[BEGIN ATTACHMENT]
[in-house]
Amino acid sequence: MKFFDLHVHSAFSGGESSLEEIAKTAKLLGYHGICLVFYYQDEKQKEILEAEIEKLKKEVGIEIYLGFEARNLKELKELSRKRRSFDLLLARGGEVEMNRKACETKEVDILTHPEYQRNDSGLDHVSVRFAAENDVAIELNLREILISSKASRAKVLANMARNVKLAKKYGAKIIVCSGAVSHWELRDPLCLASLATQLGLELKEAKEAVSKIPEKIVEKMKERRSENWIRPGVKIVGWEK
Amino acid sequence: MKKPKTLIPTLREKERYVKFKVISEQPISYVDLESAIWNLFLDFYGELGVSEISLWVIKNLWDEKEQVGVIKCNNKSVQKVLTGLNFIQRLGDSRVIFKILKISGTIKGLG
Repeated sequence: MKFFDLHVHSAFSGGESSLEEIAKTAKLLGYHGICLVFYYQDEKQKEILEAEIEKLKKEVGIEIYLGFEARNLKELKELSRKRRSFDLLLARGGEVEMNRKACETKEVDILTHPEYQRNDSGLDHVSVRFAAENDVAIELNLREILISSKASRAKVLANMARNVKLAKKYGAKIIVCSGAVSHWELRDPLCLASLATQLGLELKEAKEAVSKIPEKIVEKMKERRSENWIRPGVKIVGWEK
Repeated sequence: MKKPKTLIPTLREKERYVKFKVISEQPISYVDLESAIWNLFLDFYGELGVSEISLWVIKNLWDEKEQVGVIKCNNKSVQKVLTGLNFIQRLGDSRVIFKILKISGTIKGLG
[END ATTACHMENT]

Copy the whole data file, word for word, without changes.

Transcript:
[in-house]
Amino acid sequence: MKFFDLHVHSAFSGGESSLEEIAKTAKLLGYHGICLVFYYQDEKQKEILEAEIEKLKKEVGIEIYLGFEARNLKELKELSRKRRSFDLLLARGGEVEMNRKACETKEVDILTHPEYQRNDSGLDHVSVRFAAENDVAIELNLREILISSKASRAKVLANMARNVKLAKKYGAKIIVCSGAVSHWELRDPLCLASLATQLGLELKEAKEAVSKIPEKIVEKMKERRSENWIRPGVKIVGWEK
Amino acid sequence: MKKPKTLIPTLREKERYVKFKVISEQPISYVDLESAIWNLFLDFYGELGVSEISLWVIKNLWDEKEQVGVIKCNNKSVQKVLTGLNFIQRLGDSRVIFKILKISGTIKGLG
Repeated sequence: MKFFDLHVHSAFSGGESSLEEIAKTAKLLGYHGICLVFYYQDEKQKEILEAEIEKLKKEVGIEIYLGFEARNLKELKELSRKRRSFDLLLARGGEVEMNRKACETKEVDILTHPEYQRNDSGLDHVSVRFAAENDVAIELNLREILISSKASRAKVLANMARNVKLAKKYGAKIIVCSGAVSHWELRDPLCLASLATQLGLELKEAKEAVSKIPEKIVEKMKERRSENWIRPGVKIVGWEK
Repeated sequence: MKKPKTLIPTLREKERYVKFKVISEQPISYVDLESAIWNLFLDFYGELGVSEISLWVIKNLWDEKEQVGVIKCNNKSVQKVLTGLNFIQRLGDSRVIFKILKISGTIKGLG